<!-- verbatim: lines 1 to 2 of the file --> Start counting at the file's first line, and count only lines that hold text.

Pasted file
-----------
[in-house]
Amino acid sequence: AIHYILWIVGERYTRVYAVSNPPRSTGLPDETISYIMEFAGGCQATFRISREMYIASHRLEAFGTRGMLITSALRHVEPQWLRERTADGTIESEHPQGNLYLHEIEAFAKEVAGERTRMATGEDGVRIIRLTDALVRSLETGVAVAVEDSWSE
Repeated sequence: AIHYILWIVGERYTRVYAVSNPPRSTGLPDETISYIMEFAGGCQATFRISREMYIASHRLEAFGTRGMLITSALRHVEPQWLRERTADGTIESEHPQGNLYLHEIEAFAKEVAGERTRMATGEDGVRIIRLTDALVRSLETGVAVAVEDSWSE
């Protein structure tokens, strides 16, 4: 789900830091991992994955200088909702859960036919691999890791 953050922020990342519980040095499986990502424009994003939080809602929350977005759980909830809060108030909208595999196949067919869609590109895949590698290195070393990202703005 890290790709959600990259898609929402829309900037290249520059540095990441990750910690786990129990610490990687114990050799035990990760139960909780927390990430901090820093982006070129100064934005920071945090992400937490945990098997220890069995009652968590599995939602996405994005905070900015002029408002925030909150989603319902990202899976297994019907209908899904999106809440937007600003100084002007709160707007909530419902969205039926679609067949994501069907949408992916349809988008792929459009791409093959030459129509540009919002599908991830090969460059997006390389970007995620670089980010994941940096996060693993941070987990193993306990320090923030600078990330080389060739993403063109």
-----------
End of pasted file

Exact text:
[in-house]
Amino acid sequence: AIHYILWIVGERYTRVYAVSNPPRSTGLPDETISYIMEFAGGCQATFRISREMYIASHRLEAFGTRGMLITSALRHVEPQWLRERTADGTIESEHPQGNLYLHEIEAFAKEVAGERTRMATGEDGVRIIRLTDALVRSLETGVAVAVEDSWSE